Best pubs in Queensland: Relic of a glorious past
ATHENS has the Parthenon and Charleville has Corones - and anyone tempted to snigger at the comparison has no idea what life was like in Queensland's wild west when wool was a "pound for a pound”.
With a 63m frontage and what was once reputed to be the longest bar in the Southern Hemisphere, Corones is much like the Acropolis - a towering relic of a glorious past.
Charleville old timer George Balsillie, "pushing 80,” is a living witness to the days when Queensland was economically inverted, with the wealth and power contained within the interior while Brisbane fed off the scraps.
George arrived in Charleville in 1953 to complete his schooling when he was 14-years-old and stayed put, watching the pub and the town fading from their glory days yet retaining an enormous affections for both.
"It's sad in a way - we'll never see those days again,” he says.
Corones was conceived in one of the most robust economic climates Queensland has ever experienced as, in the early 20th Century, Charleville's growing power as an agricultural centre fused with its geography as the western rail terminus.
Into one of the wealthiest communities in the state walked Harry "Poppa'' Corones, the Greek immigrant and fruiterer with a ferocious work ethic whose vision for Western Queensland appeared infinite.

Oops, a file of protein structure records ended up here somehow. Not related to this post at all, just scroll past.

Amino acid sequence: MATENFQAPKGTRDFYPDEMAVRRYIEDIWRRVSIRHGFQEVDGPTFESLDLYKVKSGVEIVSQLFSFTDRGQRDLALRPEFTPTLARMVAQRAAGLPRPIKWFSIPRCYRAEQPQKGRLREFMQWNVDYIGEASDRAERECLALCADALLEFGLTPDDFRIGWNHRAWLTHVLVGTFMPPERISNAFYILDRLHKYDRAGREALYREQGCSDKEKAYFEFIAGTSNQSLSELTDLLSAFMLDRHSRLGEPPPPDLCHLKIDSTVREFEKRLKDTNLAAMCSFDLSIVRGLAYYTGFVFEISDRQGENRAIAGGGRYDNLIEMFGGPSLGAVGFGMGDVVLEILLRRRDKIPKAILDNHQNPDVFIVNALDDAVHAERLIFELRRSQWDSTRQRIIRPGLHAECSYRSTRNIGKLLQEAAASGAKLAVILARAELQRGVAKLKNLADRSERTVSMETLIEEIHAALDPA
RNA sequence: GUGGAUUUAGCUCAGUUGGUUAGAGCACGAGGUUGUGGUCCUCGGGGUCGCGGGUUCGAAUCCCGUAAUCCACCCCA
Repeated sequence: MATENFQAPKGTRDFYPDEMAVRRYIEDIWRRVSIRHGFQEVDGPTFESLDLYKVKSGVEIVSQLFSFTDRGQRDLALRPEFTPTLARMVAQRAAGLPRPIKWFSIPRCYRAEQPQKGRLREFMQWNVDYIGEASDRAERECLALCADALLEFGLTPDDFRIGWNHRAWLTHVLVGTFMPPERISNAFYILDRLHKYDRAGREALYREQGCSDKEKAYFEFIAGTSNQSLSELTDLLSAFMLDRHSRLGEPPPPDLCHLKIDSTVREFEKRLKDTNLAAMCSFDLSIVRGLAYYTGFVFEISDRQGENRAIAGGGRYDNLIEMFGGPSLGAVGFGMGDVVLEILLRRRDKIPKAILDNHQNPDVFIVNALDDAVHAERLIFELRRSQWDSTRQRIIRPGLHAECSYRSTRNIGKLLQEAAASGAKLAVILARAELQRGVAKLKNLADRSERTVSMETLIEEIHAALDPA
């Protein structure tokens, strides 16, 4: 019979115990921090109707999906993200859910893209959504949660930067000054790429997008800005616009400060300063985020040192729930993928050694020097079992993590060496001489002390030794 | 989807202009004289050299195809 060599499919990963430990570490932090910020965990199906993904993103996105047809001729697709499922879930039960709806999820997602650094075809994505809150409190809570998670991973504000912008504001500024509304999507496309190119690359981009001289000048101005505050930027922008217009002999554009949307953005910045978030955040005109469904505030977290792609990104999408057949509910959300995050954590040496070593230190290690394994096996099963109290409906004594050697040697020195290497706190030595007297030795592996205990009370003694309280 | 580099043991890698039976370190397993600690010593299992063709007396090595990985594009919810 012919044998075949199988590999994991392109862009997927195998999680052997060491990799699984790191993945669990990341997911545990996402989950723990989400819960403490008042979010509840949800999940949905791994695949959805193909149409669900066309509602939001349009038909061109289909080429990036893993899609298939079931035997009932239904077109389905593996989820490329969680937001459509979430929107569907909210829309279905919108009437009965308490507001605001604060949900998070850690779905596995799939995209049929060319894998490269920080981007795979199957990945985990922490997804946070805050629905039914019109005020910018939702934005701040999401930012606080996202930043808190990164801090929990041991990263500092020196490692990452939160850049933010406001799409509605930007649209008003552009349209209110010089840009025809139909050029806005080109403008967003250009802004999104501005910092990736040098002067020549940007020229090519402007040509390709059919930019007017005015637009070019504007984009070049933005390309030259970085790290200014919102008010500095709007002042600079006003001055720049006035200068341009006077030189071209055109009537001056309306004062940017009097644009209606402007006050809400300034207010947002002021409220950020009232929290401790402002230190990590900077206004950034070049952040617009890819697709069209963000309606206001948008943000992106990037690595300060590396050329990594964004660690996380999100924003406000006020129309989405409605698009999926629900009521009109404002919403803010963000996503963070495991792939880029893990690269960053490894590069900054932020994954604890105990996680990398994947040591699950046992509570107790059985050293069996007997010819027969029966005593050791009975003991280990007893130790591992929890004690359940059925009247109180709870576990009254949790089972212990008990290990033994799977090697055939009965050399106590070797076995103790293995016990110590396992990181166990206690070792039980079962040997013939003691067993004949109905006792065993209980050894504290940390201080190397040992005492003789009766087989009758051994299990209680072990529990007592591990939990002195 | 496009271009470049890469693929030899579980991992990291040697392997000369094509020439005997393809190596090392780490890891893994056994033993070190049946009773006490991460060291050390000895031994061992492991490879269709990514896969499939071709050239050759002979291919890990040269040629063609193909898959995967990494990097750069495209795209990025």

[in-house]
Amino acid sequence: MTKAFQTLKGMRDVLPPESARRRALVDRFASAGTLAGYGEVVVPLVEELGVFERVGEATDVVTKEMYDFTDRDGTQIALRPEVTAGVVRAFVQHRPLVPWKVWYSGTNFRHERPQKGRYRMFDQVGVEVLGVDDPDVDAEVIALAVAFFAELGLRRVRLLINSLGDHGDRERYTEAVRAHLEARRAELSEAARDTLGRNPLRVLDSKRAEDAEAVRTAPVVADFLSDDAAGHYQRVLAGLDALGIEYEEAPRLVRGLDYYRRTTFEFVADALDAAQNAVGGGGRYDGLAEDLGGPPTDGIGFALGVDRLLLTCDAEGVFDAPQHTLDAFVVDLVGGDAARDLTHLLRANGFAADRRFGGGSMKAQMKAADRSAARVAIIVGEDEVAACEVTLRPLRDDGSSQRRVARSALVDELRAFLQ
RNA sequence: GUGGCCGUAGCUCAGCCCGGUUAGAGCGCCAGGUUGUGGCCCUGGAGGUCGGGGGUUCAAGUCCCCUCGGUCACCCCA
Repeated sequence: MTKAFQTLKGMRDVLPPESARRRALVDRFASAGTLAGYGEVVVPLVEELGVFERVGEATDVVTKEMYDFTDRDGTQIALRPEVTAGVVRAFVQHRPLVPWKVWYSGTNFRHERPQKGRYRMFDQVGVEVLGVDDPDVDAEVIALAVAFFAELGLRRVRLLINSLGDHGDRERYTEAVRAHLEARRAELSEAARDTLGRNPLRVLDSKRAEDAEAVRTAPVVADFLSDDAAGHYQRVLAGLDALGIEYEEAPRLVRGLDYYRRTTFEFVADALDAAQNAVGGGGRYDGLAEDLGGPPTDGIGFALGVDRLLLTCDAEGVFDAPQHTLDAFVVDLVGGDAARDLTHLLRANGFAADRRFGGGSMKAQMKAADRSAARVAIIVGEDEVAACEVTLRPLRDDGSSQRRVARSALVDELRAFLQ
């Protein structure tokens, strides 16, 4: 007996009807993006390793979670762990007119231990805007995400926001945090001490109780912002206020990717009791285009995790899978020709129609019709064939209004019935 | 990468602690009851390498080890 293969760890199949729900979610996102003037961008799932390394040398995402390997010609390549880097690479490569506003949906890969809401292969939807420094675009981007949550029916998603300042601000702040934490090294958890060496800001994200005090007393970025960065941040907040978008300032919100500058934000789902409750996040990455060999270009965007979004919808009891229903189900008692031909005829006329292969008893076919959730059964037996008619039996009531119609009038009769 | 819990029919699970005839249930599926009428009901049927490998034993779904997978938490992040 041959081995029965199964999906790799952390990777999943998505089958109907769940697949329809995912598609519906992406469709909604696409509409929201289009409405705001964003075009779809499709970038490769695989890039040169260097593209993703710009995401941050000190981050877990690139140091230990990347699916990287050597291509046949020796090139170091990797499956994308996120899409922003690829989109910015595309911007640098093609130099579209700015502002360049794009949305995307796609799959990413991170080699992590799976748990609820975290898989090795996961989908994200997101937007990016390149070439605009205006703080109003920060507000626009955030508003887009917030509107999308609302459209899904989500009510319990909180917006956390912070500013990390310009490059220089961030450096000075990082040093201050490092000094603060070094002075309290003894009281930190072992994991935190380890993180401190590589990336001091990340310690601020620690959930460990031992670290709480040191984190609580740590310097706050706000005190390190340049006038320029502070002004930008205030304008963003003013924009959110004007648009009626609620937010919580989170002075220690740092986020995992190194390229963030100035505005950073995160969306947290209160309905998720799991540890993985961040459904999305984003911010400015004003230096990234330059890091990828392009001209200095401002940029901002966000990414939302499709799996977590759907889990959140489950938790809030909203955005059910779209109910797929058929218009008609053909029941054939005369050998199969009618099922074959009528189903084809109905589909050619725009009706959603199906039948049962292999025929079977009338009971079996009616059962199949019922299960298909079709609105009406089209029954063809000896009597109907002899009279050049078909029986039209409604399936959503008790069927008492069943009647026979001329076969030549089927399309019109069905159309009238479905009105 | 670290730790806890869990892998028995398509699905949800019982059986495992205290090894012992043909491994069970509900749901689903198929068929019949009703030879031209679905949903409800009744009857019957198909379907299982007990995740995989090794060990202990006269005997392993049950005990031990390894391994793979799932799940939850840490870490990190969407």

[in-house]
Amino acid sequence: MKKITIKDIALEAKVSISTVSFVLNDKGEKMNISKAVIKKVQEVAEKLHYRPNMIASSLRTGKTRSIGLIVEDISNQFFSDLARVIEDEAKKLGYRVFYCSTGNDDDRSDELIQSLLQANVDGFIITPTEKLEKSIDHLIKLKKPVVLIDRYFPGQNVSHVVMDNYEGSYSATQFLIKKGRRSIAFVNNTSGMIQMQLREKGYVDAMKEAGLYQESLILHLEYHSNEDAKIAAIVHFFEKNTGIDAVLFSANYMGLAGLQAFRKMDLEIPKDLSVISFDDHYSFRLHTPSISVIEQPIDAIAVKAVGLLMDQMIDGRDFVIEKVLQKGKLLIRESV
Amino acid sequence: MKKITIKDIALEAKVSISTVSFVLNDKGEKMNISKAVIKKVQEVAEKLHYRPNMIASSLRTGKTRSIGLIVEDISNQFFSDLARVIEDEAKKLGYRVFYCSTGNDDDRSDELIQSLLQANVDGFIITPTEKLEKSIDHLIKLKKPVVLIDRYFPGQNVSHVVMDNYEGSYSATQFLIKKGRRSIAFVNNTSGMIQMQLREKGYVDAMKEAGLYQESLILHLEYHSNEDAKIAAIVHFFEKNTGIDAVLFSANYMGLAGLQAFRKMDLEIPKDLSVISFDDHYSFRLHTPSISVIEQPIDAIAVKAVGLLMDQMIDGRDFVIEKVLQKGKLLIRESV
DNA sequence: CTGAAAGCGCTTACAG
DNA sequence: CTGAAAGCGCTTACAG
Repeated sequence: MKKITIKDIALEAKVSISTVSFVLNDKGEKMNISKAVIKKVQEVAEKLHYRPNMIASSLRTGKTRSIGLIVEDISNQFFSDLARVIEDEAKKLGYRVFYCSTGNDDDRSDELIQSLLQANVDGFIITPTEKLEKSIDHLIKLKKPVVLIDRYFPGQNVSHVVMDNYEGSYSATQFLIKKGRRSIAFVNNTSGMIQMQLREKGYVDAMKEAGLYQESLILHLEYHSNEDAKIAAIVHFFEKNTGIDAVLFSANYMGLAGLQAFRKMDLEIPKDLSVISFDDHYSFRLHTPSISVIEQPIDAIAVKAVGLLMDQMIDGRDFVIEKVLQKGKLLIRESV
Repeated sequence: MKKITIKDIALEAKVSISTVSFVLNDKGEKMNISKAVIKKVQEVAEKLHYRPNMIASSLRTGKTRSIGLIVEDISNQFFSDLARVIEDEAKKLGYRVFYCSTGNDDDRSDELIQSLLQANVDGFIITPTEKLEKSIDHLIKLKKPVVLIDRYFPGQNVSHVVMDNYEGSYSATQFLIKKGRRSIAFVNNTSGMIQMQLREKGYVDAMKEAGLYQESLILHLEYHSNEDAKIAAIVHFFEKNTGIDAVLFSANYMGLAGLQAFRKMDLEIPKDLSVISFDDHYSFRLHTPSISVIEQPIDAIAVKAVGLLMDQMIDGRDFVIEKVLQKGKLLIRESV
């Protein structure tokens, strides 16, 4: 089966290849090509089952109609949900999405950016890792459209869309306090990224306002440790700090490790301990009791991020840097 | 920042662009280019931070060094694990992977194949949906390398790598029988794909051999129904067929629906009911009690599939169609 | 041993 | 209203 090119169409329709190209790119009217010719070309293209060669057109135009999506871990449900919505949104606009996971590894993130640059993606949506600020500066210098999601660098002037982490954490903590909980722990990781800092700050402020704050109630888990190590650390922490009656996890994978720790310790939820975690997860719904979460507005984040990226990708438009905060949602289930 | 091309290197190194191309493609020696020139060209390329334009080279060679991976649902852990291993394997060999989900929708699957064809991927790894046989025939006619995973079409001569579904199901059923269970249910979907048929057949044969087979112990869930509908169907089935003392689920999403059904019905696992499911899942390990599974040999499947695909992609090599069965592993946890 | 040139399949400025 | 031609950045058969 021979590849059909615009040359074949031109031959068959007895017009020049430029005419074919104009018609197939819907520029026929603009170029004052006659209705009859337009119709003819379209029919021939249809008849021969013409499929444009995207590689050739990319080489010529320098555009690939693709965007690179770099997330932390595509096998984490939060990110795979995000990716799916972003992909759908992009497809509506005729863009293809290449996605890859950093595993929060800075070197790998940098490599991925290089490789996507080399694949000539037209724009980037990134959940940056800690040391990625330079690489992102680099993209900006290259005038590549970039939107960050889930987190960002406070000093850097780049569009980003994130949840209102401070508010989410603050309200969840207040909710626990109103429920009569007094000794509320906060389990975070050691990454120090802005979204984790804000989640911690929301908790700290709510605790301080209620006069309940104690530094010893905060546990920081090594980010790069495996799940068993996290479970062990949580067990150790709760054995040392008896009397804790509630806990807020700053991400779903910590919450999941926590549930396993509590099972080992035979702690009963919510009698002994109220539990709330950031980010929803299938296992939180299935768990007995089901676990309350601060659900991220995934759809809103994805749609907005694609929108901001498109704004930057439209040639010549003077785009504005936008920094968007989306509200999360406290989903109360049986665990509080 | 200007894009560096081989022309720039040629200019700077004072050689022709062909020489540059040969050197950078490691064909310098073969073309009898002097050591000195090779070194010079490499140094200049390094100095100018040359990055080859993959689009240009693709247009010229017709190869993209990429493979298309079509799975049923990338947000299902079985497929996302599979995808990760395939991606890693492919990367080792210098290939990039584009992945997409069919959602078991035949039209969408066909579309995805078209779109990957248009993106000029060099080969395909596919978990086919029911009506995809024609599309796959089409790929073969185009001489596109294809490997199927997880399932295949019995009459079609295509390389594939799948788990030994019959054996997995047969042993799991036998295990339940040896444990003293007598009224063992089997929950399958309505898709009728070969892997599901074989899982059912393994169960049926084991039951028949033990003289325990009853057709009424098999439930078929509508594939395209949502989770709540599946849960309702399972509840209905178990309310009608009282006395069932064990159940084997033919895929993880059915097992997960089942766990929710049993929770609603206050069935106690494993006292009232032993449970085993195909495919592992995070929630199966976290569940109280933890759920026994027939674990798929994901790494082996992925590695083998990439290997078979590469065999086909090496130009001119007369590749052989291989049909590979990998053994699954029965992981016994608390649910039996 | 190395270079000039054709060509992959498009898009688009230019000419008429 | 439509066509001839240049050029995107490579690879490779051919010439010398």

Harry's legacy is deeply entangled in Queensland history - he even hosted dinners for Sir Hudson Fysh as Fysh and others hammered out plans to create the airline which became Qantas.
Harry even came up with the idea to draw on Greek mythology when naming first Qantas aircraft, which went by names such as "Pegasus.''
The energetic young Greek's popularity caught the eye of a Brisbane brewery executive who is widely reputed to have helped set him up in a pub.
By 1924 that pub began morphing into one of the most impressive hotels ever built in the state with a massive dining room catering for 150 people, Roman Mosaic floors, stained glass windows and even cutting edge communications facilities in the shape of a phone booth.
It was completed in 1929, just as the Great Depression crashed the economy, but Charleville only paused for breath before gathering pace during the war time economy.
The Korean War underwrote an even more extraordinary period of prosperity in the early 1950s as wool was widely reputed to have sold (before the decimal currency arrived in 1966) at "a pound for a pound.''
George remembers a hotel that catered for wealthy graziers, some of whom appeared to have permanent suites at the hotel, while famous visitors walked the corridors, including aviator Sir Charles Kingsford Smith and Nancy Bird as well as members of Royalty such as the Duke of Gloucester.
But George also remembers working people were more than welcome in a hotel which he still sees as a symbol of not merely fading prosperity, but a long lost way of life.
As a young bloke in his late teens, he and his mates would often break the law prohibiting alcohol to anyone under 21.
"There was a cop, we called him Scarface, and when we'd nip over the road from the picture show at half time to sneak a few beers he'd always sort of deliberately run into you in the bar, and he'd just stand there smiling at you,'' George recalls.
"And he'd say, 'if you don't cause any trouble, I won't give you any trouble, make sure you just have a one beer then get the hell out here.''
George recalls most young blokes did as they were told, and while he's reluctant to over romanticise the past, he does miss it.
"It really was a different world then,'' he says.
"Now we have that drug out here in parts of Western Queensland - ice I think they call it.''